Faheem Ahmed explains how an enterprising mindset has helped him shape a better future for himself and those around him…
I want to clarify something right from the outset before you continue to read on: If you don’t want to create a world where people wake up feeling inspired, fulfilled, and happy every single day, then this article is not for you.
Instead, I urge you to reflect on what you want to get out of your time, your profession, your personal life, your family life, and think about what it is that you want to achieve.
If you have decided to read on, then here is what I intend to discuss in this article:
Why and how to invest in yourself
Firstly, let us clarify the issue surrounding money.
Having money and being well-off isn’t why we do things. In reality, that is a byproduct of your investment in time.
The money you receive is a tool that you can use to make a difference in this world; for example, you could use the money to buy a house for your parents or take your family and friends on holiday or give charity; the list goes on.
My point is, the reason you invest in yourself is much deeper than just for money; it is so you continually learn and move forward in life to better your future and those around you.
With that out of the way, let me share a secret about what prompted me to invest in myself.
Why I decided to invest in myself
To cut a long story short, with the help of my siblings, I set up my first pharmacy business in 2012 in Bicester. Initially, we did exceptionally well by simply working hard.
However, I was soon to find out; these short-term results were not to last unless I developed an enterprising mindset, i.e., continually moving forward by learning.
So, fast forward a couple of years into 2014, and guess what; just like your reading this article, I also came across an article written by the Royal Pharmaceutical Society: Now or Never: Shaping Pharmacy for the Future, 2013. Below is a summary of the key points in the document that made me reflect on my future:
- The pharmacy sector needs to prepare for funding cuts (sound familiar?)
- If pharmacists do not upskill themselves, they will not be a part of the overall vision of the NHS (community pharmacy?)
- Online pharmacies and online services will start to play a more significant role in delivering healthcare and will disrupt the industry (does Amazon come to mind?)
- Pharmacists need to continually learn and keep moving forward like other professions, such as; physician and nursing associates, nurses, paramedics, and physiotherapist prescribers.
The overall message was this: pharmacists are lagging, and if you do not develop your clinical skills, you will struggle.
Interestingly, the paper also predicted the development of the GP practice pharmacist role but warned that because of a lack of up-skilling, i.e., a lack of clinical skills, the pharmacist may find that they are a cheaper version of healthcare.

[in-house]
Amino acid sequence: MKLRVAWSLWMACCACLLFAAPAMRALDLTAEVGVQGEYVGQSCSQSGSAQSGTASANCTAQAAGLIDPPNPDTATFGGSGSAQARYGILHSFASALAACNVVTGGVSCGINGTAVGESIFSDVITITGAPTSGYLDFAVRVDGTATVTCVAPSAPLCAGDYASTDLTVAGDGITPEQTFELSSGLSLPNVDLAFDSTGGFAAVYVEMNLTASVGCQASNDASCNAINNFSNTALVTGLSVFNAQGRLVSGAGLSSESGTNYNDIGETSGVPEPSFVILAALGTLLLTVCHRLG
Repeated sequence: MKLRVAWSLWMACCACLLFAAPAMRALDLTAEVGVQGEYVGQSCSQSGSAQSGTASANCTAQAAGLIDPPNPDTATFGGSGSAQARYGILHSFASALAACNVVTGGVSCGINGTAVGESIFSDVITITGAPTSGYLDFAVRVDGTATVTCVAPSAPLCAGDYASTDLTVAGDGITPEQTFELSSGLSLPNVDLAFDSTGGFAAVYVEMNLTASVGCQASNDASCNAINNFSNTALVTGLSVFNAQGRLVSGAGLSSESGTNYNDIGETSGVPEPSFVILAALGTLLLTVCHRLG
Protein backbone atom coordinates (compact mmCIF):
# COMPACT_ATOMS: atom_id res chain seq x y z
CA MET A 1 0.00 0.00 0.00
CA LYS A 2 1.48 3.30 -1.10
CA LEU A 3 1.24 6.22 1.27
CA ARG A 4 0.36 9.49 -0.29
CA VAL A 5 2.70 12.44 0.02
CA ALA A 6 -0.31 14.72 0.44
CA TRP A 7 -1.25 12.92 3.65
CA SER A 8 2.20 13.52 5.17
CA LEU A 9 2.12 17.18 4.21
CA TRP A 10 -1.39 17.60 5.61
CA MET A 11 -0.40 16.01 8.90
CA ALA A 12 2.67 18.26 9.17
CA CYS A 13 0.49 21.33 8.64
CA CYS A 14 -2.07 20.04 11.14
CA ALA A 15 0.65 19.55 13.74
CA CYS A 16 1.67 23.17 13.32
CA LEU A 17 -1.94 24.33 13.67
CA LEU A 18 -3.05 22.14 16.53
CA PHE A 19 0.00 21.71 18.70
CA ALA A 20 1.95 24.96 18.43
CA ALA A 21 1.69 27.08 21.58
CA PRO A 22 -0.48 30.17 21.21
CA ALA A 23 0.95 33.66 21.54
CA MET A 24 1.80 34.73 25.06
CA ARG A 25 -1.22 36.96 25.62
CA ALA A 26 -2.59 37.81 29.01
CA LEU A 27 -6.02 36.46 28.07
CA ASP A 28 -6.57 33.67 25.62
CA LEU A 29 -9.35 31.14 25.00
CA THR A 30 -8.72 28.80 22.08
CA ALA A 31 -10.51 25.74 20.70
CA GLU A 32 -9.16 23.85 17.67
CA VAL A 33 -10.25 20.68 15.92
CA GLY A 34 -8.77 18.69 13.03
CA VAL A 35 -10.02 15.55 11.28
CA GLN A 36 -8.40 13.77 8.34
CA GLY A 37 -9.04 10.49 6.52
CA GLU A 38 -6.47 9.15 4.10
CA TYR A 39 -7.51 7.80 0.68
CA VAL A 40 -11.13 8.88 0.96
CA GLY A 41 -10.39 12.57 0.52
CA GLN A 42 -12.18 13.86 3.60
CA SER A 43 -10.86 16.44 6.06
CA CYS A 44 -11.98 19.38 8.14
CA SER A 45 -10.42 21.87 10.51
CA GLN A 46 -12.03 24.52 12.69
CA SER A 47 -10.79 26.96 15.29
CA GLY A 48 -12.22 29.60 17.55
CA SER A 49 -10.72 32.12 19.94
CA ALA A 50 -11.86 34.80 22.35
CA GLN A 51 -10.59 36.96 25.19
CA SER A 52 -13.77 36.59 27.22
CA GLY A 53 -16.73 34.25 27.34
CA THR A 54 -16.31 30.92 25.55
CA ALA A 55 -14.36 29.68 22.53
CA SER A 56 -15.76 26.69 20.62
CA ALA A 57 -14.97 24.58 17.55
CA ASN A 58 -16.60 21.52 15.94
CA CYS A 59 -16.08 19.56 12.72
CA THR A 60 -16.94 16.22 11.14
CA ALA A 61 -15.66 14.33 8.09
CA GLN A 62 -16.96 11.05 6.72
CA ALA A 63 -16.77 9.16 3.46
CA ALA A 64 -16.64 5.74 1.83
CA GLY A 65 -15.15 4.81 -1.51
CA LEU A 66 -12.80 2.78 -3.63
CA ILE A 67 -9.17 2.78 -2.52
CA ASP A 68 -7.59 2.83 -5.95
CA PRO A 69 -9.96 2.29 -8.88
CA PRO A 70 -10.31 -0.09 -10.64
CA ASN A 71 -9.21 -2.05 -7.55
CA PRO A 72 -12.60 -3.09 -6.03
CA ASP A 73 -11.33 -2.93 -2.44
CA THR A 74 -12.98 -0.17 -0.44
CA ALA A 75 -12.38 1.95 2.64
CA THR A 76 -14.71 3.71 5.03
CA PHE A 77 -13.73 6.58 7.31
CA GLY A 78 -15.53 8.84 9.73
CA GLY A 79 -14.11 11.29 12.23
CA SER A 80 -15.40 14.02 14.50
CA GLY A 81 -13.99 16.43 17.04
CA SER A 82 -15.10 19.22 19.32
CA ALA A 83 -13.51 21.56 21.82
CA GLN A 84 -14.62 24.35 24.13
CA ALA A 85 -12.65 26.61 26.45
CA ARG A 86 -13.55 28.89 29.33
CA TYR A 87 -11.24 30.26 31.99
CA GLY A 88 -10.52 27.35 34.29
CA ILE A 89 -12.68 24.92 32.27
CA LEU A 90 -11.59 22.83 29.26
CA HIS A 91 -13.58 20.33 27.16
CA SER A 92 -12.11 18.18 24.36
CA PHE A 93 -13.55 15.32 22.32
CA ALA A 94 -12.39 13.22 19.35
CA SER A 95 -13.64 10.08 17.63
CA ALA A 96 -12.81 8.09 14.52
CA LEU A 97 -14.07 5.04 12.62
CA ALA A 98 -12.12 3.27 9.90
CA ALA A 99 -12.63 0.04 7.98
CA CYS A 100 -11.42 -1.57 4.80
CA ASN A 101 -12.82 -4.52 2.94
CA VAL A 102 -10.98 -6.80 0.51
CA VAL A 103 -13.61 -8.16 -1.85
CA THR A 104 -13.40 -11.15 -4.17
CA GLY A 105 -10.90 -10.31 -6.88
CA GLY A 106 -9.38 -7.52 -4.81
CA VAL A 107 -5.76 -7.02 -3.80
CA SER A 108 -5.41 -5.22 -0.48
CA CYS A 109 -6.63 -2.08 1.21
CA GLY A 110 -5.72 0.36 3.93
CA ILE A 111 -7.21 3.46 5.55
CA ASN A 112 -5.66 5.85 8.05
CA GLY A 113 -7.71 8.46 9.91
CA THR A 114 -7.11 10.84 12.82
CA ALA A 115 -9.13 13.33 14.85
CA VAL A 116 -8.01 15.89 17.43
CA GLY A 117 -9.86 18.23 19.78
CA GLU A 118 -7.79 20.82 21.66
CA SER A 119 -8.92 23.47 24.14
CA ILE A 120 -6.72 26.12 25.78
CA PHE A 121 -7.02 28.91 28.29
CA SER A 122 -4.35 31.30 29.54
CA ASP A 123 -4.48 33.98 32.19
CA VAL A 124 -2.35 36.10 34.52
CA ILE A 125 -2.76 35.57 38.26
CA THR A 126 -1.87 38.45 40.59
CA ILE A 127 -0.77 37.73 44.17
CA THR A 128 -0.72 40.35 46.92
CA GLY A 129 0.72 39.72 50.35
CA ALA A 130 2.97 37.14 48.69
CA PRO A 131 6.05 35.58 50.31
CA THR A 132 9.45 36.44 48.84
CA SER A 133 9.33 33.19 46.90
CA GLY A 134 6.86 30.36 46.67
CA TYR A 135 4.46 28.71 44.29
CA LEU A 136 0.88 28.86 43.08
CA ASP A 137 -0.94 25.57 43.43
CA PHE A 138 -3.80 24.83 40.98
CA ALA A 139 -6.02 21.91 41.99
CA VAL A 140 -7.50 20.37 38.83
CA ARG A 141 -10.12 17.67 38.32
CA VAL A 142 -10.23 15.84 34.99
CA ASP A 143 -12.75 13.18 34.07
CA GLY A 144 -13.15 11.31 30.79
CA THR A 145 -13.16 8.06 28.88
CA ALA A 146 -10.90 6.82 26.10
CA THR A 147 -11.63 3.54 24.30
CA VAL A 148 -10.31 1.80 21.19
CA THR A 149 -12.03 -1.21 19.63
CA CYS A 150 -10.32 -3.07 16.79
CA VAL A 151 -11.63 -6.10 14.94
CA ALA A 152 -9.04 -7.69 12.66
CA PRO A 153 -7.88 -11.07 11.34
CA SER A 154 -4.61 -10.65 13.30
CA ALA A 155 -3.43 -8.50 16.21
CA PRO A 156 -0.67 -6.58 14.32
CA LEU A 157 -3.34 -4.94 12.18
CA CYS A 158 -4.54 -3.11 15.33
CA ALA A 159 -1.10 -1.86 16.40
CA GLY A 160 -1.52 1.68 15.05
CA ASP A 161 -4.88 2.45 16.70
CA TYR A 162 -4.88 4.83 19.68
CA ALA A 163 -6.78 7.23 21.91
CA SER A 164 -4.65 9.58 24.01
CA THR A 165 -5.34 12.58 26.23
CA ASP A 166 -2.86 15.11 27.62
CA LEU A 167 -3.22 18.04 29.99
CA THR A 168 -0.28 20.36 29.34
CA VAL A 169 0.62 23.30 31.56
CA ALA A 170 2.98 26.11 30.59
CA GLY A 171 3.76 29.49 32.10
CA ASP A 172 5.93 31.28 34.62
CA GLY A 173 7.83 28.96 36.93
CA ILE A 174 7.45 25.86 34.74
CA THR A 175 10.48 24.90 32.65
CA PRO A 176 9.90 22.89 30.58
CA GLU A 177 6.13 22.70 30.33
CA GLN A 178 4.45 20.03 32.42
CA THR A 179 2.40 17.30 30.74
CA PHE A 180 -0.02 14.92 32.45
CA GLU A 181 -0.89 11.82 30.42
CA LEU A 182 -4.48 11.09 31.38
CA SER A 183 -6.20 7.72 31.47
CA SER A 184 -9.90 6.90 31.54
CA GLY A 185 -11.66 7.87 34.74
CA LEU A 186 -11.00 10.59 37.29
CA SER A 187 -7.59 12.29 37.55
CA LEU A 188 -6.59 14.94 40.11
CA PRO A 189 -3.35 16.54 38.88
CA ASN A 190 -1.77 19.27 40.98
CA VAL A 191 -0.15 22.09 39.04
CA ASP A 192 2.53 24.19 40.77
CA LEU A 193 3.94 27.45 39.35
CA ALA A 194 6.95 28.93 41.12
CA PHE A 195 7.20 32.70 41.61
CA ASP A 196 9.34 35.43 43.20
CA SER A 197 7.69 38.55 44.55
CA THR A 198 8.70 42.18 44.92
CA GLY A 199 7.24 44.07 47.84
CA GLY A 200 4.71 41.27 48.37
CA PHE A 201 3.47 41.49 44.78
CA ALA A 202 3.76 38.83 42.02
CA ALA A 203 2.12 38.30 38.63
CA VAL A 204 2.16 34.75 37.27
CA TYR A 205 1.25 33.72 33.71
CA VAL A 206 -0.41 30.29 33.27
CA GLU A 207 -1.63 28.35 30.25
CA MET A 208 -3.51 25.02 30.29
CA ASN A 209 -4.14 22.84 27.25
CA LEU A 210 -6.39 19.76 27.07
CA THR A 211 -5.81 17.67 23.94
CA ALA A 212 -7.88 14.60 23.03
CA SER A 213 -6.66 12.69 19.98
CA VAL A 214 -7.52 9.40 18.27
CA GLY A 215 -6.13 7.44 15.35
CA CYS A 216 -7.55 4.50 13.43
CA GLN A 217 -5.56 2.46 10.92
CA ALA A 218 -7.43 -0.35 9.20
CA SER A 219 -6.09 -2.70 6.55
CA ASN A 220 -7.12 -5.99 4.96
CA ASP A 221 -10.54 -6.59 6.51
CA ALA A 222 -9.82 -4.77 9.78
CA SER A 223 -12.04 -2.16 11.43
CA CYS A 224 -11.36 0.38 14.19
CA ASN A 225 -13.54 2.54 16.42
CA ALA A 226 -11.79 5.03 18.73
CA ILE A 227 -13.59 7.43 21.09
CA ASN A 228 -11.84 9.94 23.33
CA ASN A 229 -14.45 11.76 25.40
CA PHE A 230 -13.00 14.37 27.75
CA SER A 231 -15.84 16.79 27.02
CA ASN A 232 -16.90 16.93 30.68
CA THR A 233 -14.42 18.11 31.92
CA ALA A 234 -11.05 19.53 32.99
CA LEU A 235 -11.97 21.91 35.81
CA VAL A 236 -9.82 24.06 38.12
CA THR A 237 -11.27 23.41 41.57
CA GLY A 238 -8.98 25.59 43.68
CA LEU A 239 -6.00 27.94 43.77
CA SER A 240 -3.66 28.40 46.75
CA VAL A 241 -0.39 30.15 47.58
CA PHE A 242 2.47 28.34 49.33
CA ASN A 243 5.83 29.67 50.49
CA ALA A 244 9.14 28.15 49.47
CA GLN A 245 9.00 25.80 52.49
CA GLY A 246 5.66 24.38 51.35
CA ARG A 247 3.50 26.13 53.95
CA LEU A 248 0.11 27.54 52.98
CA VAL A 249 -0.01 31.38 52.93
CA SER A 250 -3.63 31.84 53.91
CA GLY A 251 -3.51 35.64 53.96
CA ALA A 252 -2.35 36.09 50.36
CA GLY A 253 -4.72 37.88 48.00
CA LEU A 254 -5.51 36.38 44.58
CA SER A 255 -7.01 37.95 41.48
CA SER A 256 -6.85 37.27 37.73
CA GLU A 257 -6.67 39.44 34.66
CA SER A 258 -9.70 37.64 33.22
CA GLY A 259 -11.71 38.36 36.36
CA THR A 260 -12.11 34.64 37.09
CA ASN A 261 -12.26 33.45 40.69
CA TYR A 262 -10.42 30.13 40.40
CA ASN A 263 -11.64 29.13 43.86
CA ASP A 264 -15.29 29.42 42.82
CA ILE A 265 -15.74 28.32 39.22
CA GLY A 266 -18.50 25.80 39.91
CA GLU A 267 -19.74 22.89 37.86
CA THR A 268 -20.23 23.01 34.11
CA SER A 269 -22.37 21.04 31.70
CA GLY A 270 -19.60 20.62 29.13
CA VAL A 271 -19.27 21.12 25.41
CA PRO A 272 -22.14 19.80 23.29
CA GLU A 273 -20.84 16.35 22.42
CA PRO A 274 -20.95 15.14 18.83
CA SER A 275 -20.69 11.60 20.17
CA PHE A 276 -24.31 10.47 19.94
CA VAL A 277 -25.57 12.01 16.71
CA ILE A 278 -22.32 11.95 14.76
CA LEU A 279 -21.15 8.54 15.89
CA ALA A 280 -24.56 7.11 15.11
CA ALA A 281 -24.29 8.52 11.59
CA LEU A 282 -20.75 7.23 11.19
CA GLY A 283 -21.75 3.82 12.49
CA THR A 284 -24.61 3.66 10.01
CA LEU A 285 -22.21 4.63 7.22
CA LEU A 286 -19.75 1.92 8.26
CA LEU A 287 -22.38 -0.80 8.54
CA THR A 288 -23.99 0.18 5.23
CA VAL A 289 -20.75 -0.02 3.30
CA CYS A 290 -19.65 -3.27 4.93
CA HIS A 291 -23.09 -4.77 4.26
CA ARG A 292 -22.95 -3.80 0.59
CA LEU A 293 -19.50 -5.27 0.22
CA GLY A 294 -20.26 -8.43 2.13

Is it now worth investing in yourself?
Well, if you are still with me at this point, I am sure you can relate to why I decided to develop myself and why I came to realize the importance of developing my clinical skills.
But the question is, how?
Well, for now there are two stages to develop your clinical skills which call ‘foundation’ and ‘intermediate’.
Stage 1: Foundation
Step 1.1: Develop your anatomy and physiology.
You have to understand the human body. You need to label parts, know their functions and how those functions are carried out. Once you know this, you will know what normal is. After that, you will link abnormal signs and symptoms and disease.
Step 1.2: General medicine for acute illnesses.
During this stage, you will relate anatomy and physiology to disease. Here you will learn the signs, symptoms, differential diagnosis, diagnosis, alarm features, and disease management. This stage is only possible if you have strong foundations in the relevant anatomy and physiology.
Step 1.3: History taking.
Once you have the theoretical knowledge of your anatomy, physiology, diagnosis, and management of disease, you will need to gather the relevant information from your patients and process this information. Remember, it is your task to investigate the patient’s cause of symptoms.
Stage 2: Intermediate
Step 2.1: Physical examination.
Once you have completed your foundation stages, you will be ready to build on this by examining the body systems. This stage is only possible to truly master if you have solid foundations in knowing what normal findings are.
Step 2.2: Clinical practice.
During this stage, you will be bridging the gap between theory and application. Here you will need a mentor to supervise and assist you.
Step 2.3: non-medical prescribing qualification.
Now you are ready to gain your prescribing qualification. Remember, this qualification is providing you with the license to prescribe. It is not a certificate of competence. The steps leading to this stage will develop your competencies to prescribe.
Investing in yourself is risk-free, with 100 per cent returns on your time, money, and energy investment. Sounds better than bitcoin? Well, it’s simple to understand but not easy to execute.
Don’t panic, because if you follow the steps mentioned above, plan accordingly and take appropriate advice, you will enjoy this journey and begin understanding your true potential and see your return on investment for life.
Faheem Ahmed, who won the Pharmacy Business Innovation Award 2020, is owner of Ahmeys Pharmacy in Oxford and MEDLRN.